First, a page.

I got this out of the library as a recorded book, not really knowing any more than the back blurb. (Our library is wonderful, but recorded books run heavily to thrillers, so anything that wasn’t one, I was interested in.)
Happy occasion, that, because I might not have picked this book up had I realized its vague science fiction premise. Jack and I listened to it together down in our cabin away from civilization, as a break from cutting wood and working on some writing and generally chilling out for Christmas.
The book has two main threads tied together as its theme: what if the Earth simply slowed down in its rotations, what would happen to all the ordinary people living ordinary lives? And what’s it like to be a sixth grader with a crush on a boy while the Earth is dying?
Jack commented more than once that he thought this was two separate books pulled together on the advice of a writing teacher – not that he was complaining, because he loved it. But the odd juxtaposition of sixth grade angst and “well, crap, this is the Apocalypse” works well in the way someone occasionally pairs orange and purple on the catwalk, and that works. It’s a compelling read, perhaps reminiscent of How I Live Now, but more carefully constructed. It’s also not really a teen book, but an adult one using a child’s innocence to tone down horror and fear.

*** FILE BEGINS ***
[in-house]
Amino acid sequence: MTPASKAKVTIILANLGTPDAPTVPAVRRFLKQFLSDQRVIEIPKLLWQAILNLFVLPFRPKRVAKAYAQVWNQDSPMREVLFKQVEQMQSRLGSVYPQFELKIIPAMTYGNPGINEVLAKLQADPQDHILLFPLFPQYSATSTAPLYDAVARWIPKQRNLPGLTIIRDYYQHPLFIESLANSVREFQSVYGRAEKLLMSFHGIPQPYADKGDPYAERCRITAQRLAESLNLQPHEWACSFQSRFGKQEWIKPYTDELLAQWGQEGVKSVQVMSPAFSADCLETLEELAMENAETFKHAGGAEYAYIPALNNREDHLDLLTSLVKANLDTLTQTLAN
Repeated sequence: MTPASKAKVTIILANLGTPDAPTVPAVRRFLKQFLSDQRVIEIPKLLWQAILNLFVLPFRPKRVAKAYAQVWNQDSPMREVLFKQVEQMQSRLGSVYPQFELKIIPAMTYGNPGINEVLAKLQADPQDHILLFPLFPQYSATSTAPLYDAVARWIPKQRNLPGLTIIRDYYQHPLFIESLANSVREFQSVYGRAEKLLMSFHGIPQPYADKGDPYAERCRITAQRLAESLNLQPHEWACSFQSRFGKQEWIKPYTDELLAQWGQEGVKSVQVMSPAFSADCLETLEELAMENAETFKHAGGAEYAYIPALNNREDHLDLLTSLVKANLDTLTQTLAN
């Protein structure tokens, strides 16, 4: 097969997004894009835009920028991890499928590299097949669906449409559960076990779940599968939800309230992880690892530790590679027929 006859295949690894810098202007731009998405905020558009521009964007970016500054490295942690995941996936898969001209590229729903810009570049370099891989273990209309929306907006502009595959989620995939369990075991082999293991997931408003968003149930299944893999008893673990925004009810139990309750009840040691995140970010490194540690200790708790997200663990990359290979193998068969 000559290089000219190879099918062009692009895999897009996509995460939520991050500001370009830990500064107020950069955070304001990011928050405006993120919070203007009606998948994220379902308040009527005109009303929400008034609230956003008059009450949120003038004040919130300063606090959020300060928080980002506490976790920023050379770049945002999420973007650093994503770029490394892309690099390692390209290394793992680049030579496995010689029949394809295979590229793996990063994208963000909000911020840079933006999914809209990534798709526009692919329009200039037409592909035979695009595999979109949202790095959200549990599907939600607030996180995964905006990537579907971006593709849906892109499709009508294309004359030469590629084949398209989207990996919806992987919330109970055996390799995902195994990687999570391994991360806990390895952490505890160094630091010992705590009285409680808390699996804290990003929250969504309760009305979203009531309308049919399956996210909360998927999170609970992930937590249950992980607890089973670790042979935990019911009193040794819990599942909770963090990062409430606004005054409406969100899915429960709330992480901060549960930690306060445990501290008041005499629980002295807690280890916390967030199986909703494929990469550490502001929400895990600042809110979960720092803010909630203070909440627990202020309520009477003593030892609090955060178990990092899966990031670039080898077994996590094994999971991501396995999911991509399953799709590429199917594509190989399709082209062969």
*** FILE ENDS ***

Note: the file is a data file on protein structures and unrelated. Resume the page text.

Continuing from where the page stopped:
It rushes to an ending that you think isn’t going to work, and that is actually pulled back from disaster by a symbolism so lovely, Jack and I cried. If you like “what happens now” books that aren’t driven by heavy action, if you like thoughtful stories about the inner workings of teenagers, if you are interested in the science of disaster, you’ll like this book.
We loved it.